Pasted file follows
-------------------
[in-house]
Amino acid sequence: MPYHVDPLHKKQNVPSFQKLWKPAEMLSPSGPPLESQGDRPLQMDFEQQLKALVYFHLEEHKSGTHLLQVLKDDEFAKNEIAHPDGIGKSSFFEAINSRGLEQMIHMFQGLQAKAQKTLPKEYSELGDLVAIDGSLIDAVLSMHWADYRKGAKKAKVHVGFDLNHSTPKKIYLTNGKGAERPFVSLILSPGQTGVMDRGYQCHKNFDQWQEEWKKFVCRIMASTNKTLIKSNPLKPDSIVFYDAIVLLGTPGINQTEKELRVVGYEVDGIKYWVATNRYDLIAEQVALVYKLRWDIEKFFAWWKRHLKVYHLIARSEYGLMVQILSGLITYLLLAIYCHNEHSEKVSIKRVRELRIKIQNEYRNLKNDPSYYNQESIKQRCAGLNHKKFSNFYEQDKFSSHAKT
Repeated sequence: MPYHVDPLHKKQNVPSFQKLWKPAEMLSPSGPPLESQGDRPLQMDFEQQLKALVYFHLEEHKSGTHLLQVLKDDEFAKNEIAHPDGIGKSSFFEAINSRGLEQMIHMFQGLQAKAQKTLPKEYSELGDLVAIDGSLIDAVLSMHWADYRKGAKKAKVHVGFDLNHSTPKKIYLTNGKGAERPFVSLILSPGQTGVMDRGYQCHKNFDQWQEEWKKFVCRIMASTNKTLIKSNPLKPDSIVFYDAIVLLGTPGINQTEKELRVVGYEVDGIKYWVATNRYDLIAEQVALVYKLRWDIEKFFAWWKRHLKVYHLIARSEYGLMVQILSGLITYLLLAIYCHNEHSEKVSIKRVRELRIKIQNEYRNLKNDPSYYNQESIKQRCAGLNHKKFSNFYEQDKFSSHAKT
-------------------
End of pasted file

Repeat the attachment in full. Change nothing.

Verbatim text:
[in-house]
Amino acid sequence: MPYHVDPLHKKQNVPSFQKLWKPAEMLSPSGPPLESQGDRPLQMDFEQQLKALVYFHLEEHKSGTHLLQVLKDDEFAKNEIAHPDGIGKSSFFEAINSRGLEQMIHMFQGLQAKAQKTLPKEYSELGDLVAIDGSLIDAVLSMHWADYRKGAKKAKVHVGFDLNHSTPKKIYLTNGKGAERPFVSLILSPGQTGVMDRGYQCHKNFDQWQEEWKKFVCRIMASTNKTLIKSNPLKPDSIVFYDAIVLLGTPGINQTEKELRVVGYEVDGIKYWVATNRYDLIAEQVALVYKLRWDIEKFFAWWKRHLKVYHLIARSEYGLMVQILSGLITYLLLAIYCHNEHSEKVSIKRVRELRIKIQNEYRNLKNDPSYYNQESIKQRCAGLNHKKFSNFYEQDKFSSHAKT
Repeated sequence: MPYHVDPLHKKQNVPSFQKLWKPAEMLSPSGPPLESQGDRPLQMDFEQQLKALVYFHLEEHKSGTHLLQVLKDDEFAKNEIAHPDGIGKSSFFEAINSRGLEQMIHMFQGLQAKAQKTLPKEYSELGDLVAIDGSLIDAVLSMHWADYRKGAKKAKVHVGFDLNHSTPKKIYLTNGKGAERPFVSLILSPGQTGVMDRGYQCHKNFDQWQEEWKKFVCRIMASTNKTLIKSNPLKPDSIVFYDAIVLLGTPGINQTEKELRVVGYEVDGIKYWVATNRYDLIAEQVALVYKLRWDIEKFFAWWKRHLKVYHLIARSEYGLMVQILSGLITYLLLAIYCHNEHSEKVSIKRVRELRIKIQNEYRNLKNDPSYYNQESIKQRCAGLNHKKFSNFYEQDKFSSHAKT